These characters and caricatures reflect the humour of Georgian society in the 1770s, poking fun, in particular, of the ridiculous dress of young men and women. The ostentatious and ever-increasing heights of women’s coiffures were embellished for comic effect, while their male counterparts were derided as macaronies. The term was derived from the Italian pasta and became popular in the 1760s and 1770s to describe young men recently returned from the Grand Tour who brought back an exaggerated version of Continental dress.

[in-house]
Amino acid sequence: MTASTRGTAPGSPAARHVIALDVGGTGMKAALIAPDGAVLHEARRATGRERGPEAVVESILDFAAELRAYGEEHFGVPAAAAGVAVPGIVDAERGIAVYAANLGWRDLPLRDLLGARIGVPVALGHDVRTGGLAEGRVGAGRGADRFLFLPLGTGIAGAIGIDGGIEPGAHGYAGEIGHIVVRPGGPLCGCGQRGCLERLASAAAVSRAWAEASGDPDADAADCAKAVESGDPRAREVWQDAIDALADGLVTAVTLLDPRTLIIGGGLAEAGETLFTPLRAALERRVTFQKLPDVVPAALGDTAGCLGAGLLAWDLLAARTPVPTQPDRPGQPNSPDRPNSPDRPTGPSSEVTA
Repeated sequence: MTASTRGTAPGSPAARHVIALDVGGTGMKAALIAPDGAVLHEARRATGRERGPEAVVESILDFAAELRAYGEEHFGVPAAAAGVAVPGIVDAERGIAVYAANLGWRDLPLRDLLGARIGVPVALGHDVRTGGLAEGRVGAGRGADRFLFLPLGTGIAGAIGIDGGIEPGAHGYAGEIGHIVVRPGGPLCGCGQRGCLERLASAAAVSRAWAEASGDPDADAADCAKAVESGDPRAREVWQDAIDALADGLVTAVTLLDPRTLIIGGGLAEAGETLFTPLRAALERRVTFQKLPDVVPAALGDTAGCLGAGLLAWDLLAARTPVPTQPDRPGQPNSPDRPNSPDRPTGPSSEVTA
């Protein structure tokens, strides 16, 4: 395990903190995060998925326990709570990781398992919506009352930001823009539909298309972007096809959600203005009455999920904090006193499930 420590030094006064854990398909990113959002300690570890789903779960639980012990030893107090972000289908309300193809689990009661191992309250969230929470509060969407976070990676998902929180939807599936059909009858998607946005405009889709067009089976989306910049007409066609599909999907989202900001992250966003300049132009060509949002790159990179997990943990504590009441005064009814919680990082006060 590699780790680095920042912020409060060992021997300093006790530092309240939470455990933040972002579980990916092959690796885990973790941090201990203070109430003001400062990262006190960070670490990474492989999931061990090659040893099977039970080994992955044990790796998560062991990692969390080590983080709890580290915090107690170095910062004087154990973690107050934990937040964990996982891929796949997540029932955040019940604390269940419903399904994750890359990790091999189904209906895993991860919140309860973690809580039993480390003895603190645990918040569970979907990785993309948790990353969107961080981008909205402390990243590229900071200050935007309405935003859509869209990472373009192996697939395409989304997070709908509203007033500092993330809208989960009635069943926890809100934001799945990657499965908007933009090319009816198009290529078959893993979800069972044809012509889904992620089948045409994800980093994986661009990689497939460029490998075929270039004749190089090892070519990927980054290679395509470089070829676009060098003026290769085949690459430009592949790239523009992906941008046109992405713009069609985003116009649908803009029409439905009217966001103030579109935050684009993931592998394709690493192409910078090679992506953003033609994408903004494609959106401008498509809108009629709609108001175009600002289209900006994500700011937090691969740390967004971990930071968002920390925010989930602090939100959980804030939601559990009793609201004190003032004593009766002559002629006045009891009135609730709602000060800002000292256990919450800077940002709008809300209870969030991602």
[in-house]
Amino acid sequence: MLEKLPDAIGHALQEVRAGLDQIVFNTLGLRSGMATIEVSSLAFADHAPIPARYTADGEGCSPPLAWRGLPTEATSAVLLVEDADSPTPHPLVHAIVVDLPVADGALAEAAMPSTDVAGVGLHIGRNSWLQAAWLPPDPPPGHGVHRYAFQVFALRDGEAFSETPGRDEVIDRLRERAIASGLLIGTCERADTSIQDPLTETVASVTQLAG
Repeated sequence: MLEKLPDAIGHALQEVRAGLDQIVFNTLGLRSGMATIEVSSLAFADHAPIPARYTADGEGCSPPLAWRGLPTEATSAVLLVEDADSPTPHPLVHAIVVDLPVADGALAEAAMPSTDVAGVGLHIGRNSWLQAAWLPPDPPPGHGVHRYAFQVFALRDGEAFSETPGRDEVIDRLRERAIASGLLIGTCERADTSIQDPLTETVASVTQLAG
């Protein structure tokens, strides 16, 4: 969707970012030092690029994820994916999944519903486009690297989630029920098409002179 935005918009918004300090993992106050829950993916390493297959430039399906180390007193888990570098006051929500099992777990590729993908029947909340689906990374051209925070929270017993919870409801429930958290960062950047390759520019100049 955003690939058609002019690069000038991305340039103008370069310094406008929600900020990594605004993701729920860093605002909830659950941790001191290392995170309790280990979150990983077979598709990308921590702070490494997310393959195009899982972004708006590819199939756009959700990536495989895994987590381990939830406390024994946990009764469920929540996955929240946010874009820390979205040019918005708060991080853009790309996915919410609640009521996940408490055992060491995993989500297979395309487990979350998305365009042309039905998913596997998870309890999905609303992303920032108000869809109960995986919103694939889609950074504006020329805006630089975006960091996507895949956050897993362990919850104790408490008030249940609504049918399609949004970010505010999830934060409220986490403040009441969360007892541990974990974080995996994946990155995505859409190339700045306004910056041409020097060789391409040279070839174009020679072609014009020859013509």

From the time of their marriage, they worked in tandem designing, engraving, publishing, and marketing a variety of art works. At the height of their fame, carriages lined the streets so their occupants could titter at the images on display in Darly’s Comic Exhibitions, held every spring from 1773 to 1778. By the end of the decade, they had become so popular that their publications were available throughout Great Britain and Ireland, Europe and even America.
February 2018 is the 100th anniversary of the Representation of the People Act which marks the first milestone in the journey of women’s suffrage, the right to vote in political elections.
To mark the year National Museums NI will be highlighting the women in our collections through exhibitions and events.
Visit our Wicked Wit exhibition page.